Issue Summary

On August 5, 2004, the United States signed the Dominican Republic-Central America Free Trade Agreement (CAFTA-DR), which includes Costa Rica, El Salvador, Guatemala, Honduras, Nicaragua, and the Dominican Republic. According to USTR, CAFTA-DR is the first Free Trade Agreement between the United States and a group of smaller, developing economies and creates new economic opportunities and market access, especially in the textile and apparel industries.

In 2011, USTR announced a number of changes to CAFTA-DR specifically related to textiles and apparel. These changes include:

  • Clarification that certain monofilament sewing thread is now required to originate or be produced in the CAFTA-DR region to qualify for preferential treatment
  • Clarification of Chapter notes to short-supply list for sewing thread, pocketing fabrics, and visible lining fabrics
  • Treatment of women’s and girls’ woven sleep bottoms
  • Treatment of knit-to-shape components
  • Treatment of elastomeric yarn in fabrics on the short-supply list
  • Classification of knit waistbands
  • Increase in the amount of CAFTA Cumulation levels

On June 19, 2012, identical bipartisan legislation was introduced in the House (H.R. 5986) and Senate (S. 3326) to:

  • Extend the African Growth & Opportunity Act (AGOA) third-country fabric provisions through 2015 and add South Sudan as an eligible beneficiary country under AGOA;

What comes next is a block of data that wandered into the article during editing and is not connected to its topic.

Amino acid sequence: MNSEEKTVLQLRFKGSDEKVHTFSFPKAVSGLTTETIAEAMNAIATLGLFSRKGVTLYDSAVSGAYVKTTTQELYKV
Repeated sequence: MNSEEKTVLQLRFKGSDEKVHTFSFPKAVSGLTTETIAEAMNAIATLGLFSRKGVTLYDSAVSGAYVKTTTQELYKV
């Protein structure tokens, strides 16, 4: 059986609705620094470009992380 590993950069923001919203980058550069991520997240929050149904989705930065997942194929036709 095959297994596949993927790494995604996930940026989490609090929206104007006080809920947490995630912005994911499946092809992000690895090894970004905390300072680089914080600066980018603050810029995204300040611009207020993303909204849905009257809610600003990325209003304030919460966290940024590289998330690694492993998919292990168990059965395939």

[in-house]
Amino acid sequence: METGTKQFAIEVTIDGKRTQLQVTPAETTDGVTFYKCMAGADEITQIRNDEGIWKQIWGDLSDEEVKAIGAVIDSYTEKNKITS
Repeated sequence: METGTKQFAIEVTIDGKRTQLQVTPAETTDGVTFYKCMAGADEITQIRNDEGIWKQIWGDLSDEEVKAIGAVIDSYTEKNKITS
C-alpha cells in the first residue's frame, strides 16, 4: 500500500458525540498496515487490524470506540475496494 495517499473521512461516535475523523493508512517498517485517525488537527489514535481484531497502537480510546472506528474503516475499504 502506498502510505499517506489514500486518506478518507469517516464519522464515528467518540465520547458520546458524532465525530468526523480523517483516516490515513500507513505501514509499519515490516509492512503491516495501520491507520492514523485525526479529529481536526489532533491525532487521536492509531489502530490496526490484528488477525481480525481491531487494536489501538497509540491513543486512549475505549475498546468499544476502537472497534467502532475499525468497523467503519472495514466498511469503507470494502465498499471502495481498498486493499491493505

• Implement non-controversial technical corrections and modifications to the CAFTA-DR textile and apparel rules of origin provisions; and,
  • Renew Presidential authority to apply import sanctions against Burma.

This legislation passed Congress on August 2, 2012, and was signed by President Obama on August 10, 2012. The fixes will go into effect 60 days after the publication of the Presidential Proclamation and the notification of the Organization of American States (OAS), on or around October 15, 2012. All CAFTA-DR countries have already approved the changes in the legislation. More information on the legislation is available from the House Ways & Means Committee here.


USFIA Position

The United States Fashion Industry Association (USFIA) supports the implementation of these “fixes” to the CAFTA-DR agreement and applauds Congress for passing the legislation.


On June 13, 2012, the United States Association of Importers of Textiles & Apparel (USA-ITA), now USFIA, joined a multi-industry group of trade associations and other business organizations in sending a letter to the leadership of the U.S. Senate Finance Committee and U.S. House Ways & Means Committee again calling for passage of the CAFTA fixes, along with renewing the Third-Country Fabric Provision of the African Growth and Opportunity Act (AGOA). On the CAFTA fixes, the letter said:

Similarly, in March 2011, the CAFTA-DR trade ministers met in El Salvador and approved several changes related to CAFTA-DR rules of origin that will benefit the Western Hemisphere textile and apparel supply chain. This move to correct technical errors in the agreement is a job-preserving measure that will allow U.S. producers to recapture market share in the important CAFTA-DR market.

All our CAFTA-DR partners have already completed the domestic procedures necessary to make these changes take effect. Only the United States has yet to take action. Continued uncertainty prompted by this delay will undermine the trade benefits that we have already seen under the CAFTA-DR. Such action is essential to supporting the hundreds of thousands of U.S., Central American, and Dominican workers whose jobs depend on a vibrant Western Hemisphere textile and apparel supply chain.